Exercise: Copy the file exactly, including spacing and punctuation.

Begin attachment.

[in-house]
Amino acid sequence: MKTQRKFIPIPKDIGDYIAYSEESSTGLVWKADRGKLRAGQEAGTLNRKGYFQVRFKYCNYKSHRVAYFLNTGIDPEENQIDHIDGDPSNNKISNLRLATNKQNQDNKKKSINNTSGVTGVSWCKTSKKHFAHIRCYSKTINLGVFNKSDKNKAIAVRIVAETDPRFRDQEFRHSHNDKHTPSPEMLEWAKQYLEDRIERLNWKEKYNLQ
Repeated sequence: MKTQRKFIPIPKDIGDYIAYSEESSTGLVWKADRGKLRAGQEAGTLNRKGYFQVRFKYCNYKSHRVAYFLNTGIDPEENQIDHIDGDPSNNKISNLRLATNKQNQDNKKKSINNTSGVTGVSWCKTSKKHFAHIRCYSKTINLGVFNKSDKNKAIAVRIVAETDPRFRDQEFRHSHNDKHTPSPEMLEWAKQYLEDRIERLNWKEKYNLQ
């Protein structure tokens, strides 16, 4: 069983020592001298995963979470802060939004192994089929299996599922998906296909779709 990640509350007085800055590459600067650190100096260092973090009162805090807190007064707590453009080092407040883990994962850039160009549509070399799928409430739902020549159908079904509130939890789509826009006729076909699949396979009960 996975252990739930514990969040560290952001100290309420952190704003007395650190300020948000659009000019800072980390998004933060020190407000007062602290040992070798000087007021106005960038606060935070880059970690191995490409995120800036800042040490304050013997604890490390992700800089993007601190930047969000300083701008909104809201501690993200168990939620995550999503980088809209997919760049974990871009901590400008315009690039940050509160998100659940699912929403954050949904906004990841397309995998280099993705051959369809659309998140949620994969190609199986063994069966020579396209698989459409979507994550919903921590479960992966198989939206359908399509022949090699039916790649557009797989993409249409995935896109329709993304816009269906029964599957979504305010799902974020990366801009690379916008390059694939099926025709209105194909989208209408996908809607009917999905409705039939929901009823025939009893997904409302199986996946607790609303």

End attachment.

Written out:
[in-house]
Amino acid sequence: MKTQRKFIPIPKDIGDYIAYSEESSTGLVWKADRGKLRAGQEAGTLNRKGYFQVRFKYCNYKSHRVAYFLNTGIDPEENQIDHIDGDPSNNKISNLRLATNKQNQDNKKKSINNTSGVTGVSWCKTSKKHFAHIRCYSKTINLGVFNKSDKNKAIAVRIVAETDPRFRDQEFRHSHNDKHTPSPEMLEWAKQYLEDRIERLNWKEKYNLQ
Repeated sequence: MKTQRKFIPIPKDIGDYIAYSEESSTGLVWKADRGKLRAGQEAGTLNRKGYFQVRFKYCNYKSHRVAYFLNTGIDPEENQIDHIDGDPSNNKISNLRLATNKQNQDNKKKSINNTSGVTGVSWCKTSKKHFAHIRCYSKTINLGVFNKSDKNKAIAVRIVAETDPRFRDQEFRHSHNDKHTPSPEMLEWAKQYLEDRIERLNWKEKYNLQ
């Protein structure tokens, strides 16, 4: 069983020592001298995963979470802060939004192994089929299996599922998906296909779709 990640509350007085800055590459600067650190100096260092973090009162805090807190007064707590453009080092407040883990994962850039160009549509070399799928409430739902020549159908079904509130939890789509826009006729076909699949396979009960 996975252990739930514990969040560290952001100290309420952190704003007395650190300020948000659009000019800072980390998004933060020190407000007062602290040992070798000087007021106005960038606060935070880059970690191995490409995120800036800042040490304050013997604890490390992700800089993007601190930047969000300083701008909104809201501690993200168990939620995550999503980088809209997919760049974990871009901590400008315009690039940050509160998100659940699912929403954050949904906004990841397309995998280099993705051959369809659309998140949620994969190609199986063994069966020579396209698989459409979507994550919903921590479960992966198989939206359908399509022949090699039916790649557009797989993409249409995935896109329709993304816009269906029964599957979504305010799902974020990366801009690379916008390059694939099926025709209105194909989208209408996908809607009917999905409705039939929901009823025939009893997904409302199986996946607790609303």